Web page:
10. Tuning python-oracledb

Some general tuning tips are:

10.1. Tuning Fetch Performance

To tune queries, you can adjust python-oracledb’s internal buffer sizes to improve the speed of fetching rows across the network from the database, and to optimize memory usage. This can reduce round-trips which helps performance and scalability. Tune “array fetching” with Cursor.arraysize and tune “row prefetching” with Cursor.prefetchrows. Set these before calling Cursor.execute(). The value used for prefetching can also be set in an oraaccess.xml file, see Optional Oracle Client Configuration File. In python-oracledb Thick mode, the internal buffers allocated for prefetchrows and arraysize are separate, so increasing both settings will require more Python process memory. Queries that return LOBs and similar types will never prefetch rows, so the prefetchrows value is ignored in those cases.

The internal buffer sizes do not affect how or when rows are returned to your application regardless of which python-oracledb method is used to fetch query results. They do not affect the minimum or maximum number of rows returned by a query.

The difference between row prefetching and array fetching is when the internal buffering occurs. Internally python-oracledb performs separate “execute SQL statement” and “fetch data” steps. Prefetching allows query results to be returned to the application when the acknowledgment of successful statement execution is returned from the database. This means that the subsequent internal “fetch data” operation does not always need to make a round-trip to the database because rows are already buffered in python-oracledb or in the Oracle Client libraries. An overhead of prefetching when using the python-oracledb Thick mode is the need for additional data copies from Oracle Client’s prefetch buffer when fetching the first batch of rows. This cost may outweigh the benefits of using prefetching in some cases.

10.1.1. Choosing values for arraysize and prefetchrows

The best Cursor.arraysize and Cursor.prefetchrows values can be found by experimenting with your application under the expected load of normal application use. The reduction of round-trips may help performance and overall system scalability. The documentation in round-trips shows how to measure round-trips.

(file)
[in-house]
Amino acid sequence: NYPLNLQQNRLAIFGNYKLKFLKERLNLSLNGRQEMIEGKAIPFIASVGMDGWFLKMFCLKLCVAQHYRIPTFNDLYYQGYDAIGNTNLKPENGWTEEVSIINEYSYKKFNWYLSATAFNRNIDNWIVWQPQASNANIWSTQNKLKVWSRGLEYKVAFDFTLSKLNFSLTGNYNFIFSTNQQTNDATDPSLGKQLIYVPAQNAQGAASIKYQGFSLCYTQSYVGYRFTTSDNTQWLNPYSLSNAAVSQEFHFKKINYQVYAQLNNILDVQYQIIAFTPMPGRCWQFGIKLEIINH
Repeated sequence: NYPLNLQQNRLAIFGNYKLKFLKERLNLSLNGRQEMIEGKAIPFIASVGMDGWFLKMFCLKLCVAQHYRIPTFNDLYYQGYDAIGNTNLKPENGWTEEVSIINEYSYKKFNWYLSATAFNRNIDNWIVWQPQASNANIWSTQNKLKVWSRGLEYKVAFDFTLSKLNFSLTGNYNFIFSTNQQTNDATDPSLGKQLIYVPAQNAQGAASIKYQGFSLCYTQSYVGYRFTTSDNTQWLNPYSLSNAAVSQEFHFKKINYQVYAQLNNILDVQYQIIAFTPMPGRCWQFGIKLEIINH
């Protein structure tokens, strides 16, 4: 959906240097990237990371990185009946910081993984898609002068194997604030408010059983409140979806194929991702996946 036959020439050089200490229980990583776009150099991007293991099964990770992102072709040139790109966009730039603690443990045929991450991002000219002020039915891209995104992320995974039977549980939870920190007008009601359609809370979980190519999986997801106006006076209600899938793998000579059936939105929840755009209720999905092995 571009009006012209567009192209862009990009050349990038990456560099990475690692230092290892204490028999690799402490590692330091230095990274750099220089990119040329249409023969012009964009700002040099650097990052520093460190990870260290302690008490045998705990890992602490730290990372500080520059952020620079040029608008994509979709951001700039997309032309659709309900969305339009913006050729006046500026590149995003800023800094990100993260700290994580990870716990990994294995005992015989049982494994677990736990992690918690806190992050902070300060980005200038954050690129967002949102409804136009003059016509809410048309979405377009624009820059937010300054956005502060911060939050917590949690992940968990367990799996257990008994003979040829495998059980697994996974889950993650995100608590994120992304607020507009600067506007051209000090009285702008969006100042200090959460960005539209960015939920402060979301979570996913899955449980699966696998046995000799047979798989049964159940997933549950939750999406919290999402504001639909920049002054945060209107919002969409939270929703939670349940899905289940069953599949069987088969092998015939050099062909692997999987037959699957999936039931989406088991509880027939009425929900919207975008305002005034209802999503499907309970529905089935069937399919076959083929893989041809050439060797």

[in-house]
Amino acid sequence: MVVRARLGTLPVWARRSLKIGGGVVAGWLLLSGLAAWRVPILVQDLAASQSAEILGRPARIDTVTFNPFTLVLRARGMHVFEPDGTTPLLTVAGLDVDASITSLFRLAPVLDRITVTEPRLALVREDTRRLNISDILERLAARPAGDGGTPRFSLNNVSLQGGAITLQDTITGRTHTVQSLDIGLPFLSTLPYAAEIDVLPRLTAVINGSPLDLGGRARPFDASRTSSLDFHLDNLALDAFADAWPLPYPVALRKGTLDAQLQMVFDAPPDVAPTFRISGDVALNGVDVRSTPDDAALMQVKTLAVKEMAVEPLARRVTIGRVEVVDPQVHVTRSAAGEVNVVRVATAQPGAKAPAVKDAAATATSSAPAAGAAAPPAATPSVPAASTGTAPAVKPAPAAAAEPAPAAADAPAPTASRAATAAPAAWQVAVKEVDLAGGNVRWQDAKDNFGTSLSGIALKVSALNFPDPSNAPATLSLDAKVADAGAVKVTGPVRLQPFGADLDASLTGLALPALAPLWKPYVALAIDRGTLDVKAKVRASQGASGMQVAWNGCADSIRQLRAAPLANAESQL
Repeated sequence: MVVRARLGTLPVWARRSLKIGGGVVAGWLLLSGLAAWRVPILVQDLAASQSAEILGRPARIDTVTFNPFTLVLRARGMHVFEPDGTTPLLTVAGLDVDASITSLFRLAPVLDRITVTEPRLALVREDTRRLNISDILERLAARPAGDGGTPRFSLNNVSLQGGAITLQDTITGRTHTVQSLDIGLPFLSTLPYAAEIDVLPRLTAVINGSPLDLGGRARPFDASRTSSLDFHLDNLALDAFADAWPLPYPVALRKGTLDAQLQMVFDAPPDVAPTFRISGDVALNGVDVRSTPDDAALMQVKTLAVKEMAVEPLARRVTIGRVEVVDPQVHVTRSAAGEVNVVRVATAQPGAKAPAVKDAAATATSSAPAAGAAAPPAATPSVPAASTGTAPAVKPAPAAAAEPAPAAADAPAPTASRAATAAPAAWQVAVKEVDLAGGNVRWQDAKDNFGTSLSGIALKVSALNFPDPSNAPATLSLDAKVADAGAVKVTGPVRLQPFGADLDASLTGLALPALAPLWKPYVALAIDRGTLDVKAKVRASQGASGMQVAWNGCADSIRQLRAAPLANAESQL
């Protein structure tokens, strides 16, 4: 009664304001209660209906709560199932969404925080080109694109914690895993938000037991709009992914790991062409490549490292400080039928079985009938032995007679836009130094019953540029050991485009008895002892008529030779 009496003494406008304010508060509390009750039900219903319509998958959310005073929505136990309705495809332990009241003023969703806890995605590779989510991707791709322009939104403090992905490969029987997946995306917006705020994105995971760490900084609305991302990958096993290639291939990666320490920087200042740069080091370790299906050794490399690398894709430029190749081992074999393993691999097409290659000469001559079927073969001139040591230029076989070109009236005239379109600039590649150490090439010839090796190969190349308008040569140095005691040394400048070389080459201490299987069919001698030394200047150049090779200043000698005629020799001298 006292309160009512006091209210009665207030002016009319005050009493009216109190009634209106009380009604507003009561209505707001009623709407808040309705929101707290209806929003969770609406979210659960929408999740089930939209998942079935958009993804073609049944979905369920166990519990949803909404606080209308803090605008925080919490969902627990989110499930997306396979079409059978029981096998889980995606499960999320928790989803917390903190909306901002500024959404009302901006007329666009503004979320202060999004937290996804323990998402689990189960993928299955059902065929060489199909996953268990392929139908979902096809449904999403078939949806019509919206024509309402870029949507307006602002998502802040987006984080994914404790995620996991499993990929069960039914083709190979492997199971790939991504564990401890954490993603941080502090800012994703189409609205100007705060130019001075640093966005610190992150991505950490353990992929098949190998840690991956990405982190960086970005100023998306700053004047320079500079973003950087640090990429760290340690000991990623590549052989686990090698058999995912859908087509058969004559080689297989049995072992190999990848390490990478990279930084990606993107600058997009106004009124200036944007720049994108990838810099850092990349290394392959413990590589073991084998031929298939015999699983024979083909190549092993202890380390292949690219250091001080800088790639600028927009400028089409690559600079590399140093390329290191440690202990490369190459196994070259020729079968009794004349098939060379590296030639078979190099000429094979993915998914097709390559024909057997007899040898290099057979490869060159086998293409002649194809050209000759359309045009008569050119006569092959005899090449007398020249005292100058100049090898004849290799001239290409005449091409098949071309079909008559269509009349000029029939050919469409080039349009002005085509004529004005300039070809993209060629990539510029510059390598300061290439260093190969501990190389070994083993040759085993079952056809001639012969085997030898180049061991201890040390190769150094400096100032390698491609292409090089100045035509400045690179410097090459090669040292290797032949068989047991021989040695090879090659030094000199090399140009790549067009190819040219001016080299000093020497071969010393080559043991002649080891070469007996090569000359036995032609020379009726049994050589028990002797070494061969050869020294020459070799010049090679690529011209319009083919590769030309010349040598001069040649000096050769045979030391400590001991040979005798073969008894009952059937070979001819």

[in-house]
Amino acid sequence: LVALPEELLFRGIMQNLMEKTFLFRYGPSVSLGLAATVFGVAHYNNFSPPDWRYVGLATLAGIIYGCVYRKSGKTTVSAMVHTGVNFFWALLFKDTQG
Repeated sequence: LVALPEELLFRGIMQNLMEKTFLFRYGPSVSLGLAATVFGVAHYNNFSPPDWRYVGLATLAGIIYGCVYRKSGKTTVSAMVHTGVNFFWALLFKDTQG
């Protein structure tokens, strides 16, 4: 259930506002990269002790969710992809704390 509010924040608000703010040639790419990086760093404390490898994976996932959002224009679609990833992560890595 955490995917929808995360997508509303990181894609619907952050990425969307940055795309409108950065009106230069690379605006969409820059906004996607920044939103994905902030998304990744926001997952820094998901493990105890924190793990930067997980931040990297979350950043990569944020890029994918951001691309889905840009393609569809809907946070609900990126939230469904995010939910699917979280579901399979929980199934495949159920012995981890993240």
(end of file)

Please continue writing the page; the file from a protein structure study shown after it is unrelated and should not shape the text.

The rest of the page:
Here are some suggestions for tuning:

  • To tune queries that return an unknown, large, number of rows, estimate the number of rows returned and increase the Cursor.arraysize value for best performance, memory and round-trip usage. The default is 100. For example:

    cur = connection.cursor()
    cur.arraysize = 1000
    for row in cur.execute("SELECT * FROM very_big_table"):

    In general for this scenario, leave prefetchrows at its default value. If you do change it, then set arraysize as big, or bigger. Do not make the sizes unnecessarily large.

  • If you are fetching a fixed number of rows, set arraysize to the number of expected rows, and set prefetchrows to one greater than this value. Adding one removes the need for a round-trip to check for end-of-fetch. For example, if you are querying 20 rows, perhaps to display a page of data, then set prefetchrows to 21 and arraysize to 20:

    cur = connection.cursor()
    cur.prefetchrows = 21
    cur.arraysize = 20
    for row in cur.execute("""
        SELECT last_name
           FROM employees
           ORDER BY last_name

    This will return all rows for the query in one round-trip.

  • If you know that a query returns just one row then set Cursor.arraysize to 1 to minimize memory usage. The default prefetch value of 2 allows minimal round-trips for single-row queries:

    cur = connection.cursor()
    cur.arraysize = 1
    cur.execute("select * from MyTable where id = 1"):
    row = cur.fetchone()

The following table shows the number of round-trips required to fetch various numbers of rows with different prefetchrows and arraysize values.

Table 10.1 Effect of prefetchrows and arraysize on the number of round-trips

Number of rows



































1 Application Default Prefetchrows and Arraysize Values

Application-wide defaults can be set using defaults.prefetchrows and defaults.arraysize, for example:

import oracledb

oracledb.defaults.prefetchrows = 1000
oracledb.defaults.arraysize    = 1000

When using python-oracledb in the Thick mode, prefetching can also be tuned in an external oraaccess.xml file, which may be useful for tuning an application when modifying its code is not feasible.

Setting the sizes with oracledb.defaults attributes or with oraaccess.xml will affect the whole application, so it should not be the first tuning choice. Changing Prefetchrows and Arraysize for Re-executed Statements

In python-oracledb, the arraysize and prefetchrows values are only examined when a statement is executed the first time. To change the values for a re-executed statement, create a new cursor. For example, to change arraysize:

array_sizes = (10, 100, 1000)
for size in array_sizes:
    cursor = connection.cursor()
    cursor.arraysize = size
    start = time.time()
    elapsed = time.time() - start
    print("Time for", size, elapsed, "seconds") Avoiding Premature Prefetching